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Ryanair Shareholders Rewarded With Massive Buyback Program

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Ryanair Shareholders Rewarded With Massive Buyback Program
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On Monday, European discount airline Ryanair Holdings plc (ADR) (NASDAQ: RYAAY) announced that it would be using some of its excess cash to conduct an $867 million share-repurchase program.

The company's third-quarter earnings were impressive, despite some turbulence in the sector, but Ryanair Chief Financial Officer Neil Sorahan said he believes the worst of it is already over.

Strong Results

Ryanair reported that its third-quarter profit jumped from €48.9 million in 2014 to €102.7 million in 2015 and sales increased by 17 percent from October to December. Investors were impressed by the positive results, especially in the wake of the November Paris terror attacks, which significantly weighed on sales and caused fares to fall. However, Ryanair said its low costs helped compensate for losses due to the Paris attacks, and the firm was able to stay on track for the quarter.

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Buybacks

On February 5, Ryanair will begin its share repurchase program, which is expected to continue for nine months. This marks the firm's largest buyback program to date, but the company said that at the end of this buyback scheme, it will have returned some €4 billion to investors over the past eight years.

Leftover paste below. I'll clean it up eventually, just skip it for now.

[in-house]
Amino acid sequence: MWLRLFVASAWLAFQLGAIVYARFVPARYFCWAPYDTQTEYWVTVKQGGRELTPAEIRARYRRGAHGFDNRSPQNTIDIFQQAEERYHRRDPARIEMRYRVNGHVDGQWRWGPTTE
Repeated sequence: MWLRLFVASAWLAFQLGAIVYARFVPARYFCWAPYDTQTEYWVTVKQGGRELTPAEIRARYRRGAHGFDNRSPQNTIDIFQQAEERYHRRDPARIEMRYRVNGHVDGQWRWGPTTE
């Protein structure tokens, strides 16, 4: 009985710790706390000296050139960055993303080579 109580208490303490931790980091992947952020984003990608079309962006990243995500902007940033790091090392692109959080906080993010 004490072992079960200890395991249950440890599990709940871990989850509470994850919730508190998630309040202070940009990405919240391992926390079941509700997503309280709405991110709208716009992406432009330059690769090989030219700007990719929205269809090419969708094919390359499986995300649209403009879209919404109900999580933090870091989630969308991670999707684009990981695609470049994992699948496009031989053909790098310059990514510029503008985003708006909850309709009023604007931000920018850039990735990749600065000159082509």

Strong Growth Potential

Ryanair pointed to lower fuel costs in the coming year as a way to continue reducing passenger fares. The firm said that it could save more than €430 million due to low oil prices. The company has already secured fuel prices for the majority of its projected consumption in the coming year, but price pressure from other airlines making similar hedges could create more fare competition.

Too Late To Jump In?

Ryanair is an attractive opportunity for investors looking to diversify their portfolio and include some European assets, but some say it's too late to get on board. While it's true that much of Ryanair's optimism for the coming year has been priced in already, the firm's share price has fallen nearly 10 percent so far this year. Analysts are expecting to see the firm deliver EPS growth of 15 percent annually over the next two years, meaning that the window of opportunity may not be closed just yet.

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